Alfred Pellan was born in Quebec City on May 16, 1906. He studied at the École des beaux-arts de Québec from 1920-1925. When Pellan was sixteen years old, the National Gallery of Canada purchased his painting Corner of Old Quebec. In 1926, he became the first recipient of an art scholarship offered by the Quebec government. This allowed him to go study in Paris, where he lived until 1940. From 1926 until 1930, he studied at the École nationale supérieure des beaux-arts de Paris, where he won the First Prize for painting in 1928. In 1935, he won First Prize at the exposition of mural art. He attended the academies Grande Chaumière, Colarossi and Ranson. While living in Paris he frequented Picasso, Matisse, Derain and Dali.
Pellan returned to Canada in 1940 as a result of World War II and settled in Montreal. He brought works back with him from Paris, but his cubist and surrealist art was considered too avant-garde for conservative Quebec and he sold very little. To survive, he taught at the École des beaux-arts de Montréal from 1943 to 1952. During this period he also illustrated poetry books and made costume and set designs for the theatre. He becomes more and more attracted to surrealism and developed his own unique and distinctive style. In 1948, he founded Prisme d'Yeux, a group of artists who believed in an art free of restrictive ideology.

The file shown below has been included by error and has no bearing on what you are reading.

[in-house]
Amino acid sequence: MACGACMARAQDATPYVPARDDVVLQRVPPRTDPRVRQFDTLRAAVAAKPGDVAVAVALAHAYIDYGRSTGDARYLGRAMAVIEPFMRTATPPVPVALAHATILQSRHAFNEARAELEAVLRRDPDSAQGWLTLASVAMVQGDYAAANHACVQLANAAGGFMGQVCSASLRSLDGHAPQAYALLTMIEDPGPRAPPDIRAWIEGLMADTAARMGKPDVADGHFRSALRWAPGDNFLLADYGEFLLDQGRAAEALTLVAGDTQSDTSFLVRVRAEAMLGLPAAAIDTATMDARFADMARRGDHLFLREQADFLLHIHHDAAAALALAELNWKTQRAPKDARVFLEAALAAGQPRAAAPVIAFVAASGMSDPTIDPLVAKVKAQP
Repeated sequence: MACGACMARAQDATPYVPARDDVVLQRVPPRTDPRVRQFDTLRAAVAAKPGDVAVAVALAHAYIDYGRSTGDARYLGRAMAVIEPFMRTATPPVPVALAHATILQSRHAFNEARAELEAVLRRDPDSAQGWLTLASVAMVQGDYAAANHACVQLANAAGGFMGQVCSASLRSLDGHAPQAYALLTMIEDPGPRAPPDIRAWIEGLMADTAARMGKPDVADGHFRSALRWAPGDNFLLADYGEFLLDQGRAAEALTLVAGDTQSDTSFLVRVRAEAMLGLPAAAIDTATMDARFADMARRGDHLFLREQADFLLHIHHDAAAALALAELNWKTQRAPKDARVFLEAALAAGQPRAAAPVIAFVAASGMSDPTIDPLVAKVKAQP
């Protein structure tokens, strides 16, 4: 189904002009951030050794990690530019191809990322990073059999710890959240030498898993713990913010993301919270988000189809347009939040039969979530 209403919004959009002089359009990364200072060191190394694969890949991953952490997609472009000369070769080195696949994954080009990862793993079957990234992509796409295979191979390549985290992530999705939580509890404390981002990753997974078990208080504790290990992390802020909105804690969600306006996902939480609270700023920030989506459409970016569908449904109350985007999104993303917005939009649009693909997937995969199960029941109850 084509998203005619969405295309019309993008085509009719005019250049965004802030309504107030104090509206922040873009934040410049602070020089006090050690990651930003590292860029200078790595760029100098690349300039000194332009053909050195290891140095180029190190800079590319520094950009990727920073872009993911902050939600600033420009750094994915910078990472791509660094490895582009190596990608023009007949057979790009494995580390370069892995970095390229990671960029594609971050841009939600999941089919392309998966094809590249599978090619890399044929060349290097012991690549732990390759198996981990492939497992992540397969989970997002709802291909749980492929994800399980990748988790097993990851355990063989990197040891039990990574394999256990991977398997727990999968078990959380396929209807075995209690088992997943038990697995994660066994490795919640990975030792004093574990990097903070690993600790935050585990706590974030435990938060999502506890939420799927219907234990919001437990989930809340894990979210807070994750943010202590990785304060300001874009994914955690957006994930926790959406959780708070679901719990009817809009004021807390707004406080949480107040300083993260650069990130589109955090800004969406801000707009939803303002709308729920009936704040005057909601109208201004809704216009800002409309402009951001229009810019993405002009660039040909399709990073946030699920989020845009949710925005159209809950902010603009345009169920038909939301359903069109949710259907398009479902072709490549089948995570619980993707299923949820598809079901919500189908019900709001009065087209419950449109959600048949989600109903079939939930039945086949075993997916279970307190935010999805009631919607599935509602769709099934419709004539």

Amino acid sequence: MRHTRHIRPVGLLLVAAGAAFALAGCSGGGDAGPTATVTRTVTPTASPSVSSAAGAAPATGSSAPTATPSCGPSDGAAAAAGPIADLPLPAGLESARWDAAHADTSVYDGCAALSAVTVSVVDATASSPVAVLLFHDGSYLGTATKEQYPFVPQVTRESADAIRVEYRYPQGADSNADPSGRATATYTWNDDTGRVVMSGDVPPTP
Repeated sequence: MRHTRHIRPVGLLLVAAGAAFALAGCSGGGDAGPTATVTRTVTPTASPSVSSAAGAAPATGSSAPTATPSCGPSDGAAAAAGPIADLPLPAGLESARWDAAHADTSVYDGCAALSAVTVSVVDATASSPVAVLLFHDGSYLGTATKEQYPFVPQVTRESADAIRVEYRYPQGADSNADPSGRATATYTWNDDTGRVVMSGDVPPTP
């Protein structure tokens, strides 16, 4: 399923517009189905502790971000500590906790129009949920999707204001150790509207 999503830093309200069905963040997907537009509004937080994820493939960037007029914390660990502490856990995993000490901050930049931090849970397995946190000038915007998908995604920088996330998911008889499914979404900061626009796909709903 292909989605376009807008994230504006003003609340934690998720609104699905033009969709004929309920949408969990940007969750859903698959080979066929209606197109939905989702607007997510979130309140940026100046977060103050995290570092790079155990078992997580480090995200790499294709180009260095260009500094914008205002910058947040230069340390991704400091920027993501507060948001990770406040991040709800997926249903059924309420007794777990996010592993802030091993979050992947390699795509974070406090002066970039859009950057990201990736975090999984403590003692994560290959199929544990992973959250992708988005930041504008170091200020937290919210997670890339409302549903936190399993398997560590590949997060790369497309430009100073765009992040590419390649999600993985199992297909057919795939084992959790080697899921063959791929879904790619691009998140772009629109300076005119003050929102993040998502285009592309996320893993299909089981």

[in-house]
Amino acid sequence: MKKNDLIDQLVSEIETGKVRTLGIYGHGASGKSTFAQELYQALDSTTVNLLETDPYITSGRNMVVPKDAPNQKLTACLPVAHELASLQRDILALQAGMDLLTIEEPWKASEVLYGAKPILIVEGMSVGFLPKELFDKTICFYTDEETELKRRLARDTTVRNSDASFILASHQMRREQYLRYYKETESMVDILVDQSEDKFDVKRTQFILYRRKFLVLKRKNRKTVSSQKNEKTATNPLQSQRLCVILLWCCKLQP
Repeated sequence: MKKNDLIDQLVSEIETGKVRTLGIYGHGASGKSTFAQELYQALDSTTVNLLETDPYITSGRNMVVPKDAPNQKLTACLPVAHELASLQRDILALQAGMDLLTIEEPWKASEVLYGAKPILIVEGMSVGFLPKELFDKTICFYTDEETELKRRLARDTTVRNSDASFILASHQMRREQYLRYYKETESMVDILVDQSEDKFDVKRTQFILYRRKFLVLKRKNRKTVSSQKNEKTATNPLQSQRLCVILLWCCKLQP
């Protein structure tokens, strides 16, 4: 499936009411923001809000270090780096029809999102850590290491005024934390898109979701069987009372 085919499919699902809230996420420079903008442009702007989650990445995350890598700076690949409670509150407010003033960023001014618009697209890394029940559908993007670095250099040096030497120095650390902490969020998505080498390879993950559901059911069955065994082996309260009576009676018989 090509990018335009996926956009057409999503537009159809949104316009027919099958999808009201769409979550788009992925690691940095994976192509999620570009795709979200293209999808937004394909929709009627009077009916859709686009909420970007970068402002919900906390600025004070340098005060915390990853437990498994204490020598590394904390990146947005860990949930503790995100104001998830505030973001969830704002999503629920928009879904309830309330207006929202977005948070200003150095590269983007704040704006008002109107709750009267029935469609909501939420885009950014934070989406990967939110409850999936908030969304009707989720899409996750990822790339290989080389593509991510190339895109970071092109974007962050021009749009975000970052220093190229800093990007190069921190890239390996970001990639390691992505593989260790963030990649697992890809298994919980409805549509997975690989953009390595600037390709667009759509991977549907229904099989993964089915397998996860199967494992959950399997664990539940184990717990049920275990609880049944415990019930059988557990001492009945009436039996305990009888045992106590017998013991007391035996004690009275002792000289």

In 1952, Pellan received a bursary from the Royal Society of Canada and returned to Paris until 1955. He became the first Canadian to hold a solo exhibition at the Musée national d'art moderne de Paris. Upon his return to Canada in 1955, numerous exhibitions and commissions for paintings and murals awaited him. He received many awards and honours including the Prix Louis-Philippe-Hébert in 1972 and the Prix Paul-Émile-Borduas in 1984. In 1985, he was made an officer of the Ordre National du Québec. His work can be found in the permanent collection of the Musée national des beaux-arts du Québec.
Alfred Pellan died in Laval October 31, 1988.